April 21, 2014
Sara Shostak: Sociology, Brandeis
Description: One of the great questions of the genomics era is how molecular technologies will affect our understanding of the environment and its relationships to human health. This talk examines a specific set of efforts to answer this question -- environmental health scientists' research on gene-environment interaction. Based on interviews with scientists, policy makers, and environmental justice activists, I demonstrate how these efforts are pervasively shaped by important dimensions of the structure of the field of environmental health science, its relationships with other fields, its central institutions, and the commitments of those working within it. Consequently, this analysis elucidates how scientists’ perceptions of and responses to the structural vulnerabilities of the field of environmental health sciences have both intended and unintended consequences for what we know about the somatic vulnerabilities of our bodies to environmental exposures.
April 28, 2014
Alan Mikhail: History, Yale
Description: In 1783, the Laki volcanic fissure erupted in Iceland. The ash it produced led to cold summers across Europe, the Mediterranean, the Americas, and parts of Central Asia. This presentation considers the impacts of the explosion on Ottoman Egypt and uses this history of Iceland and Egypt to analyze ways of doing global environmental history.
May 5, 2014
Joäo Biehl: Anthropology, Princeton
Description: This talk explores novel forms of social becoming at the interface of law and medicine in late liberalism. While the justiciability of socioeconomic rights is of increasing interest internationally, the volume of individual right-to-health lawsuits in Brazil stands out. What is extraordinary in right-to-health litigation, and what makes it such an urgent object of study, is that it allows the reentry of human voices in public debates about the right to health—its object and scope, the nature of care through and beyond technology, and the public-private interface in contemporary governmental institutions. The presentation draws from multi-level ethnographic research in southern Brazil, where judicialization has become a widespread practice, even among the very poor. People's life chances and health outcomes are overdetermined by the kinds of marketized and juridical subjects they are able to become through appeals to the judiciary, government, and research and health industries that are driven by profit and the construction of new therapeutic market segments.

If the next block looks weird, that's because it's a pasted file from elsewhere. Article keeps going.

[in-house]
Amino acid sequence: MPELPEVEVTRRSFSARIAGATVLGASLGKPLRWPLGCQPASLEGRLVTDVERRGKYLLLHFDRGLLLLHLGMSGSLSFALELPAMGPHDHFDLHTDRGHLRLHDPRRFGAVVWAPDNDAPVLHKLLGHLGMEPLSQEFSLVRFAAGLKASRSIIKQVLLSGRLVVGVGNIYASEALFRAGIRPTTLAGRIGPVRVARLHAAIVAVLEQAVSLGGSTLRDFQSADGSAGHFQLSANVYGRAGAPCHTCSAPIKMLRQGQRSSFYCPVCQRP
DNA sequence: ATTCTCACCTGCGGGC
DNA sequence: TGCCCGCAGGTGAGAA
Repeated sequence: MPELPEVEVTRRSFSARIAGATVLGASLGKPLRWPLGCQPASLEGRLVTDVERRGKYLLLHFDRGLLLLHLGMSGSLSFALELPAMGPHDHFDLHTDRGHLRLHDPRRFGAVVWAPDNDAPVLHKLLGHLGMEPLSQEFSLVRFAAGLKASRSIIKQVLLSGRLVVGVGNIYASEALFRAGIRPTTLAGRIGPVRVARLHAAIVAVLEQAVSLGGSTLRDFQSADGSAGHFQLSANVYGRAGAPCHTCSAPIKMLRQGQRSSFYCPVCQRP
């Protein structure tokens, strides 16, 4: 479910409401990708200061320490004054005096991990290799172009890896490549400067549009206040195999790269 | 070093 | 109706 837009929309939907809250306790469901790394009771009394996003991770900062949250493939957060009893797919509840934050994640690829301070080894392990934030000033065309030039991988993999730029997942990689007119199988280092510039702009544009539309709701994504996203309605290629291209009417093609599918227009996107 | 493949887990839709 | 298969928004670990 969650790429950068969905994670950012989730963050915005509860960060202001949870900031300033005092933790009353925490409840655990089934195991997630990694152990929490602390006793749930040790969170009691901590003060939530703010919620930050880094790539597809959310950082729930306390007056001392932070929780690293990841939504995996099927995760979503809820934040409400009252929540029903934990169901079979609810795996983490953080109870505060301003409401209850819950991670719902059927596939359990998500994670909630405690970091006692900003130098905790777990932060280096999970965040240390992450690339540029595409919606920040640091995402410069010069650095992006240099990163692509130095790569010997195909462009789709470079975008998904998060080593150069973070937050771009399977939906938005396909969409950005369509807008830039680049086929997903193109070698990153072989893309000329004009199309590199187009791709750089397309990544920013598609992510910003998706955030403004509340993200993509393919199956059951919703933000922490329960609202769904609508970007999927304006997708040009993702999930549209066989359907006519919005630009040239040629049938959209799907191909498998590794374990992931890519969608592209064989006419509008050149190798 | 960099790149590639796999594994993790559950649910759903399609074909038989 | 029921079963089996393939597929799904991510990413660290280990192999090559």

As ethnographers, we must attend to forms of statecraft (national and regional) and jurisprudence, as well as to the kinds of medico-scientific literacies, political subjectivities, and temporary collectives that get built into the para-infrastructure of rights and interests that has accompanied the pharmaceuticalization and judicialization of health. At stake is the articulation of institutional capacities that go beyond the repetition of history, and help to defend people's right to a nonprojected future.
May 12, 2014
Jeremy Greene: History of Medicine, Johns Hopkins
Description: The post-war drug boom that brought “miracle cures” such as penicillin, cortisone and streptomycin also launched many other less effective remedies that were economically wasteful and often harmful. Distinguishing exactly which substances were vital to the public health, and which were not, was no an easy task. In 1977, the World Health Organization designated a list of 186 “essential drugs” in an attempt to place these medicines alongside clean water, adequate housing, and a safe food supply in a short list of things necessary to ensure basic living conditions. Since then the methods, metrics, and politics of procuring essential medicines have become increasingly important to global health concerns. Professor Jeremy A. Greene, of Johns Hopkins University School of Medicine describes the evolution of the essential medicines concept within a longer history of global public health.Back to top